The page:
National news outlets are reporting that Pacific bluefin tuna caught in waters off the coast of San Diego, California, contain tiny amounts of radioactive Cesium-134. The concern is because radioactive Cesium-134 does not occur in nature, but is only produced in nuclear power stations and other facilities that process nuclear materials. It is believed that the Cesium-134 found in the Pacific bluefin tuna was released into the Pacific Ocean over a year ago when the 9.0-plus magnitude earthquake and resultant tsunami severely damaged the Fukushima Daiichi nuclear power facility on the east coast of Japan. The levels of Cesium-134 detected in the California tuna are thus far very minute. The level detected is about four percent of the Japanese limit that is declared safe for seafood to be consumed in Japan.
The Pacific bluefin tuna is a predatory fish found in the northern Pacific Ocean. Because the Pacific bluefin tuna is at the top of the ocean food chain it will concentrate in its tissues any contaminant found in its environment. The Pacific bluefin tuna has been of concern in the past because of its apparent propensity to concentrate mercury. The Pacific bluefin tuna is migratory in nature. It spawns in waters off the east coast of Japan, migrates to that part of the Pacific Ocean off the coast of California, and then returns several years later to its spawning grounds off the coast of Japan.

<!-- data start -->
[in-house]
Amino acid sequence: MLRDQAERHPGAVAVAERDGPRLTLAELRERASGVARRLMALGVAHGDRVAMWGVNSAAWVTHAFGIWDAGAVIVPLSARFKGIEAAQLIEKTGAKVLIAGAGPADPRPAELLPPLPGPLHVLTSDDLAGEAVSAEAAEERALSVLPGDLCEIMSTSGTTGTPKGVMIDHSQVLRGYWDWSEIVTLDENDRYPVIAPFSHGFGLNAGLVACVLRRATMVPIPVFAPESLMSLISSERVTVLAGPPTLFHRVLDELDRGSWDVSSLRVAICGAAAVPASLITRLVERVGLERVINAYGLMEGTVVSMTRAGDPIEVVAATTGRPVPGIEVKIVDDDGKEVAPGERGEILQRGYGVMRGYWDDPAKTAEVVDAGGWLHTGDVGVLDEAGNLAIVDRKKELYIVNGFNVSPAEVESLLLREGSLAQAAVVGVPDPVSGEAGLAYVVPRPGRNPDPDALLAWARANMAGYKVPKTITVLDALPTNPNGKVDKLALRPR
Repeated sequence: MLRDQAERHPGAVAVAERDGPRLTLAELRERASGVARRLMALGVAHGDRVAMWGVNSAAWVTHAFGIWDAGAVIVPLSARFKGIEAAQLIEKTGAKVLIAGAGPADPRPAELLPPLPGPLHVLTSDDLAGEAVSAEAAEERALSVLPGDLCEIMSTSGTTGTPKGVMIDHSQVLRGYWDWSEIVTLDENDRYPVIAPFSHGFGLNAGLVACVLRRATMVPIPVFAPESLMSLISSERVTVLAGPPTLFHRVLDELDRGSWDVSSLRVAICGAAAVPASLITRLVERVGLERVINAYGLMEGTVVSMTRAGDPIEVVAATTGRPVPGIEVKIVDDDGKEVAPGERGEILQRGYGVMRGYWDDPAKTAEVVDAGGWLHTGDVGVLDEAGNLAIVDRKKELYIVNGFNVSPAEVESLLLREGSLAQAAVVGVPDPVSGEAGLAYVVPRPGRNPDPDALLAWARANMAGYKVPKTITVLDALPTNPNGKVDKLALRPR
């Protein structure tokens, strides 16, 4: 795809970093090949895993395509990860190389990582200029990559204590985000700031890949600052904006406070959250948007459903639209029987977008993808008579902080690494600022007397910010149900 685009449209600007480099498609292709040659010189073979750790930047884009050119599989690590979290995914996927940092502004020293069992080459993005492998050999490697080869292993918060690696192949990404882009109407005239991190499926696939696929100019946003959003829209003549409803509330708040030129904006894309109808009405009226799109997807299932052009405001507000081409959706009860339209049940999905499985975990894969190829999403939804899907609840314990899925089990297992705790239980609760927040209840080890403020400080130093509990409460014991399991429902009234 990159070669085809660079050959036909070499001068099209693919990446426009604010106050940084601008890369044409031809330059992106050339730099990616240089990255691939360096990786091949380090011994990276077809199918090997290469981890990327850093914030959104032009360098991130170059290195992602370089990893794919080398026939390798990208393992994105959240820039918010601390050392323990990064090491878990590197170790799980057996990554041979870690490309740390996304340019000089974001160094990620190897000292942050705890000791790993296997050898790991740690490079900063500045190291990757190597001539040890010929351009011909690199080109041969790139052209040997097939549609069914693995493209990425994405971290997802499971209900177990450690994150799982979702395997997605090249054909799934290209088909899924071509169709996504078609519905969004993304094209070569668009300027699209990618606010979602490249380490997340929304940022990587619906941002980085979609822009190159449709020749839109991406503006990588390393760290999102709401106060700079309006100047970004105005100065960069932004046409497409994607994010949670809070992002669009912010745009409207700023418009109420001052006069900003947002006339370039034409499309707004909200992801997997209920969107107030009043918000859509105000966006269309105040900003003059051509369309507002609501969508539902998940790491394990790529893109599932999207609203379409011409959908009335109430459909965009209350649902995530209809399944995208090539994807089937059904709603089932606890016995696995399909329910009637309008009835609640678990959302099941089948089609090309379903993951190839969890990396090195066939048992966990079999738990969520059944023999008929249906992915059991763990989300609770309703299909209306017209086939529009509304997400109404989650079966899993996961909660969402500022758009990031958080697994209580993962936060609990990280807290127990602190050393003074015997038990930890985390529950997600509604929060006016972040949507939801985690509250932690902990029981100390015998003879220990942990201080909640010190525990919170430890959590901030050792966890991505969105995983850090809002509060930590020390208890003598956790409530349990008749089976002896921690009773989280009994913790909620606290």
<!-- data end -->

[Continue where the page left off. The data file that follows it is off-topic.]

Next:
None of Thorne Research's fish oils come from any species of tuna. Thorne Research can reconfirm this statement because we have re-reviewed all of our specifications for our fish oil raw materials, and we have re-reviewed all of the Certificates of Analysis from our fish oil suppliers, and the results of our additional review conclusively confirms that none of our fish oils are derived from any species of tuna. Instead, Thorne Research can conclusively confirm that our fish oils are derived from anchovies, sardines, and/or mackerel that are harvested from waters off the coast of South America. Furthermore, these fish species – anchovies, sardines, and mackerel – are not migratory over long distances and tend to stay in the coastal waters where they are harvested.
In addition, the fish gelatin used to make our softgels is derived from tilapia, which is not an ocean fish; instead, tilapia is typically farm-raised in fresh water.
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